Worried about working from home? Tips, here
Published on 16th April, 2020 at 05:16 pm
Surprisingly, you could expect increased productivity working from home, if you’re smart about it. These tips will get you on track.
A 2019 survey conducted by online outsourcing marketplace Airtasker on more than 1 000 full-time employees found that while remote workers take a couple more minutes for daily breaks than their in-office counterparts do, they report less idle time and an average of 1.4 more days worked every month. Similar research conducted by Stanford University over a two-year period found that a work-from-home setup was less distracting and improved the odds of workers’ concentration.
Instead of a slide in productivity, you could expect increased productivity. So, how do you do this?
Working from home tip #1: Define your workspace
And no, it’s not your bed. Create a clear distinction between your workspace and areas normally used for downtime. It needs to be comfortable, quiet, well-ventilated and well-lit.
Where not to set up your at-home workspace? Anywhere near noise or heavy foot traffic, like the TV room or kitchen, or open spaces where you don’t have the option to close the door to block out distractions.
Top tip: Make your workspace even more conducive to productivity with a snake plant, which works overtime by converting CO2 into O2 during the night (unusual for a plant), meaning less CO2 in the air to dull your focus.
Working from home tip #2: Keep up your routine
While staying in your PJs till lunchtime is tempting, avoid letting it become the norm. Treat your workday as you would if you were going into the office – this routine is essential for staying on top of deadlines and keeping your mind focused.
Top tip: Get up at your usual hour, take a shower, get dressed, eat a healthy breakfast and perhaps fit in some extra time on something that’ll benefit you now that you’re saving on a commute. If you have a daily status meeting, agree on an online video call platform to connect with your team members daily – not only for work updates, but for support and to prevent loneliness from setting in. It could improve your team’s joint output too: according to 2017 research published in Organizational Behaviour and Human Decision Processes, team communication is significantly linked to team performance, plus face-to-face teams (here’s why video calls are better than voice calls) show a stronger relationship between communication and performance.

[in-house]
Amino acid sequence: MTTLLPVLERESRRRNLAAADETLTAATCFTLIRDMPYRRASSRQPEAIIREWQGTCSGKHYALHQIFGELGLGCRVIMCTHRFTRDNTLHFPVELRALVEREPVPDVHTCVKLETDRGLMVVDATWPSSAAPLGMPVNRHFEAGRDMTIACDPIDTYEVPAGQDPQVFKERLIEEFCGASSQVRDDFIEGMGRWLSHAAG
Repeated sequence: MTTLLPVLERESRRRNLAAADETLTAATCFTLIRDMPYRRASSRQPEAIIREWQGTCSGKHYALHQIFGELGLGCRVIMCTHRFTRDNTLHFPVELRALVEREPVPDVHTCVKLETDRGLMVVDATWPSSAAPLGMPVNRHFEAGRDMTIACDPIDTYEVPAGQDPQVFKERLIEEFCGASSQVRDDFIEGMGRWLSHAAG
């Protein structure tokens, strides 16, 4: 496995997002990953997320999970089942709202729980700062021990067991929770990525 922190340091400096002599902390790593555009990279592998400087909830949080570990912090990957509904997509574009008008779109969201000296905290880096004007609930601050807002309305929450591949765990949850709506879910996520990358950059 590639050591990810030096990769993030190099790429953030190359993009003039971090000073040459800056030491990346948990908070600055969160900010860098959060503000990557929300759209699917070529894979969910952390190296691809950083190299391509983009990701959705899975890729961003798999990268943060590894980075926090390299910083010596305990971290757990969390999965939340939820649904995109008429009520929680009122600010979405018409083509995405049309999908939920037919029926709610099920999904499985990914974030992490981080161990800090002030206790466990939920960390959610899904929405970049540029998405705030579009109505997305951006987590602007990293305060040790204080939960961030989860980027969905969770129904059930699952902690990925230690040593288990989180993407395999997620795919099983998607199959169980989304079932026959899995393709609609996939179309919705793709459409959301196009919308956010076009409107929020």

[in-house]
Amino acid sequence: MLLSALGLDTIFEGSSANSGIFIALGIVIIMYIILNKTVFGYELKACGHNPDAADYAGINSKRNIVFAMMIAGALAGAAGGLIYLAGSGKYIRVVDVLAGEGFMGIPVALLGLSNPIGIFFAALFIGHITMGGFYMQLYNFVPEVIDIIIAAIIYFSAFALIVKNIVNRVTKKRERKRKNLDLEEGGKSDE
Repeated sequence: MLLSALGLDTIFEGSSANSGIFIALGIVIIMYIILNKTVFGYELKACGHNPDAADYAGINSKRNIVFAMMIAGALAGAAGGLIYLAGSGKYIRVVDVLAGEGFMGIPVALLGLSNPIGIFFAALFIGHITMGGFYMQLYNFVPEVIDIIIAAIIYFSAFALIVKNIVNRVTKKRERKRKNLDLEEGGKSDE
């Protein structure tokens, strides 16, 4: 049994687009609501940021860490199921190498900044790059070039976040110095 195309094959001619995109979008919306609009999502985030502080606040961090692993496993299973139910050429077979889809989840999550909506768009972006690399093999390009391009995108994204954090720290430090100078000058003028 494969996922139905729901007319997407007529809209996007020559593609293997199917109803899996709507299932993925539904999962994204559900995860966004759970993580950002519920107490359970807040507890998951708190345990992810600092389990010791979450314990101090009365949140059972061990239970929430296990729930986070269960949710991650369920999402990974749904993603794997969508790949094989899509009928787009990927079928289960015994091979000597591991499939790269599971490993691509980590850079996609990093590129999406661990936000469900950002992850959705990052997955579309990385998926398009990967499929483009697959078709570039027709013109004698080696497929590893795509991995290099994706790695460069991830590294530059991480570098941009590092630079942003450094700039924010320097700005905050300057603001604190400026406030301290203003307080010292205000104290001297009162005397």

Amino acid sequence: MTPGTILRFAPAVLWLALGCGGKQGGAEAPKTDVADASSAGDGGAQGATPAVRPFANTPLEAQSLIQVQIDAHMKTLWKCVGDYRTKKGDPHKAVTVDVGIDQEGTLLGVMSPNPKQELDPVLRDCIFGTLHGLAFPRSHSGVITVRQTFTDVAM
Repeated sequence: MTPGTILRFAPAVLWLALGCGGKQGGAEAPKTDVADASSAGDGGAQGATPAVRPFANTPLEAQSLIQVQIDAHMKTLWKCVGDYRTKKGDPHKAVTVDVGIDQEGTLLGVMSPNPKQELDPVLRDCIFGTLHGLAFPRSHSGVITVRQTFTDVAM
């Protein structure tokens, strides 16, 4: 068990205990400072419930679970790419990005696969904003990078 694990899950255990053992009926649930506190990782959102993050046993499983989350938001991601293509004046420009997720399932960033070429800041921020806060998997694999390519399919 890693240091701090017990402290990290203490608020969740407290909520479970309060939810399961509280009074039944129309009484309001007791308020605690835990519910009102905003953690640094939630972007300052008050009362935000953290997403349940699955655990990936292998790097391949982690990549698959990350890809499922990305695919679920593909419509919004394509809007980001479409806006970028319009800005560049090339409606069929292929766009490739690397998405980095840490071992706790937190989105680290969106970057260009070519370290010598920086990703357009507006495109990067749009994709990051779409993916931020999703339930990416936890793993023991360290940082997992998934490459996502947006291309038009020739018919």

Working from home tip #3: Stick to your hours
Routine also means deciding on – and sticking to – your work hours. The lack of office structure means you could either overwork by losing track of time on tasks, or not put the same effort into tasks you ordinarily would’ve got stuck into at the office. Strike a balance by defining what a successful, productive day will look like and aiming to achieve that within the hours you’ve set.
Working from home tip #4: Set boundaries
Be clear about what working from home means, and how family can help you achieve this. Have a friendly but direct conversation about your availability during work hours, i.e. yes: you’re physically at home, but no, you can’t grab a coffee right now with your spouse or play with your child, because you’re on duty. Writing on the topic for Forbes, mental strength trainer Amy Morin suggests the following friendly but firm lines you can use when family or friends want to engage:
- “I’ll have to call you back when I’m done working.”
- “I’ll need to look at my schedule first.”
- “I am trying to meet some tight deadlines.”
This goes for pets too – don’t give into those puppy-dog eyes when you have an urgent report due! Playtime can wait.
Working from home tip #5: Know when to turn off
Have a life outside of work; you’re at home, after all. At the end of your workday, switch off your computer, and if it’s a laptop, close and store it out of sight until it’s time to log on for the next workday.
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